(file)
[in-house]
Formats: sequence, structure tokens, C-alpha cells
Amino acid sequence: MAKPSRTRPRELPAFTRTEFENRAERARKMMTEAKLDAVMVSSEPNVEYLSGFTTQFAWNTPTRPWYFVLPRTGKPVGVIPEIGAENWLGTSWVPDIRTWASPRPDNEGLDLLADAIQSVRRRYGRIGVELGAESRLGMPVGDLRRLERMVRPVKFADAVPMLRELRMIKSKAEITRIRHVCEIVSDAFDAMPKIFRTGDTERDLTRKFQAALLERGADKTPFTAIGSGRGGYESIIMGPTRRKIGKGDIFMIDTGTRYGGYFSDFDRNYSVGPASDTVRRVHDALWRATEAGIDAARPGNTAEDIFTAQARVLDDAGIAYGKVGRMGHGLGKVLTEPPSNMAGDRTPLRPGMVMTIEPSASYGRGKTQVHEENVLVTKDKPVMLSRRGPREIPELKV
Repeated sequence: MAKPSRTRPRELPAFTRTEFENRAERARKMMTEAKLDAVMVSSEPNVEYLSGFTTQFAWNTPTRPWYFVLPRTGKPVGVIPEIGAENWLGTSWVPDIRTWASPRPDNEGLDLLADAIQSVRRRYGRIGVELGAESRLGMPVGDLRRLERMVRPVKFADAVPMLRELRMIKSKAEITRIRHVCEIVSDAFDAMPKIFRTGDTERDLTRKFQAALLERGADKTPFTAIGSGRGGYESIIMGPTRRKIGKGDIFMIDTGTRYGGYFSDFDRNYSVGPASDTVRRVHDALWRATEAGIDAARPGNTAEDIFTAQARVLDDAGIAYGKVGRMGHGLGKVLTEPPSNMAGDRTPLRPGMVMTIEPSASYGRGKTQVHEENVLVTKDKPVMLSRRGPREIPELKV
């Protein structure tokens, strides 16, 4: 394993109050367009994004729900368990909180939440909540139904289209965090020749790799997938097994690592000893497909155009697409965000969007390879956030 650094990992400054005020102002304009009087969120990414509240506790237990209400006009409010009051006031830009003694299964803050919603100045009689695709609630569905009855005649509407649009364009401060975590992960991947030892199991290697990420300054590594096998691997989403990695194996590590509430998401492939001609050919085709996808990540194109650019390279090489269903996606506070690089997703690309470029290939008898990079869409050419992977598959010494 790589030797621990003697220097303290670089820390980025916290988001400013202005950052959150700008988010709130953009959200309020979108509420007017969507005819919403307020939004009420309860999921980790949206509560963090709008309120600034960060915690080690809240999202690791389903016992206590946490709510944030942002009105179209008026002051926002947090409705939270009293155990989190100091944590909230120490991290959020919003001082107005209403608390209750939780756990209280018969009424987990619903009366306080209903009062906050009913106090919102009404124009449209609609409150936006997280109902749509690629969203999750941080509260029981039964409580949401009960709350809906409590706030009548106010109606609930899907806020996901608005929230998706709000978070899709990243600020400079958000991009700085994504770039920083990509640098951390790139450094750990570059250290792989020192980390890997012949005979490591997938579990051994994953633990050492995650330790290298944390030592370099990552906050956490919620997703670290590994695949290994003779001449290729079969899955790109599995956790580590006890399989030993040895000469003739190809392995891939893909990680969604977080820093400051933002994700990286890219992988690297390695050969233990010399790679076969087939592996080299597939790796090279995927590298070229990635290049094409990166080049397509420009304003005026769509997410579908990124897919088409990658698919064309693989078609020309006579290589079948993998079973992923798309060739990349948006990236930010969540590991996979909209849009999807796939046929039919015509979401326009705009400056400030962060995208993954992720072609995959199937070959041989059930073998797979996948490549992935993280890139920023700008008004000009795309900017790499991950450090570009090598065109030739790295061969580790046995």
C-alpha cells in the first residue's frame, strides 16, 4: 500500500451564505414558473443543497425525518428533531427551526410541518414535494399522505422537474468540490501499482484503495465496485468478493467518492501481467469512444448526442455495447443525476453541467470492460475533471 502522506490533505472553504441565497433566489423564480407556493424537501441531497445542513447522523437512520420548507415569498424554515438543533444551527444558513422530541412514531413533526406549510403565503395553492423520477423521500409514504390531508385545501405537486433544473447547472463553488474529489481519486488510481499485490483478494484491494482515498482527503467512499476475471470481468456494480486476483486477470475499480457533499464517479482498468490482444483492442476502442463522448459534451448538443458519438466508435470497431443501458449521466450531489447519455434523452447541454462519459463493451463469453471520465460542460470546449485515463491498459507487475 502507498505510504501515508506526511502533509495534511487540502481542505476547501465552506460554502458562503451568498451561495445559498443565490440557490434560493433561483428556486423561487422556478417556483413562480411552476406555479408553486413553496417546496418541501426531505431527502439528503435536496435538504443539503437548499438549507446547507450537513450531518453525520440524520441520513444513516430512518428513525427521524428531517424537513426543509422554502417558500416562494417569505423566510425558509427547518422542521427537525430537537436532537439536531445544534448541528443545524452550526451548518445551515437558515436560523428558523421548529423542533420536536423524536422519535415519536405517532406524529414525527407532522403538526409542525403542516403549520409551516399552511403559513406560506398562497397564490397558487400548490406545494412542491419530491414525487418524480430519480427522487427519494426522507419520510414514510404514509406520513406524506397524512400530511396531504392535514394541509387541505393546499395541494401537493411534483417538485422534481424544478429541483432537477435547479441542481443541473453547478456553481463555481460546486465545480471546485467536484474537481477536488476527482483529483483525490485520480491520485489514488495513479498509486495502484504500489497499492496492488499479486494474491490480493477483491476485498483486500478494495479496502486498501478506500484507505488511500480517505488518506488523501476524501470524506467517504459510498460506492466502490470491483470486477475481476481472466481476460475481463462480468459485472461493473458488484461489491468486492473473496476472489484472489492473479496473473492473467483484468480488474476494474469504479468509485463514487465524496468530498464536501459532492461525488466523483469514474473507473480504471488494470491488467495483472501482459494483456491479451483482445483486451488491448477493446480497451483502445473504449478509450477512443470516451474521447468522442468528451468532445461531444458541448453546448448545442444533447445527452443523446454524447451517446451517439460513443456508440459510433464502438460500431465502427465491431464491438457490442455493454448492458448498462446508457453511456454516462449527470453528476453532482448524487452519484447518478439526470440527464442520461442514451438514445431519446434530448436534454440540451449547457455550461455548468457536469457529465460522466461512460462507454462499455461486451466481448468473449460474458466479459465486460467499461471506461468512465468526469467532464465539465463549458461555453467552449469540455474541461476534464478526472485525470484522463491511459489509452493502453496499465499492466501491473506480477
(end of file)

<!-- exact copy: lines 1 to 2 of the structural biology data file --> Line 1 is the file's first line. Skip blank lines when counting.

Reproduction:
[in-house]
Formats: sequence, structure tokens, C-alpha cells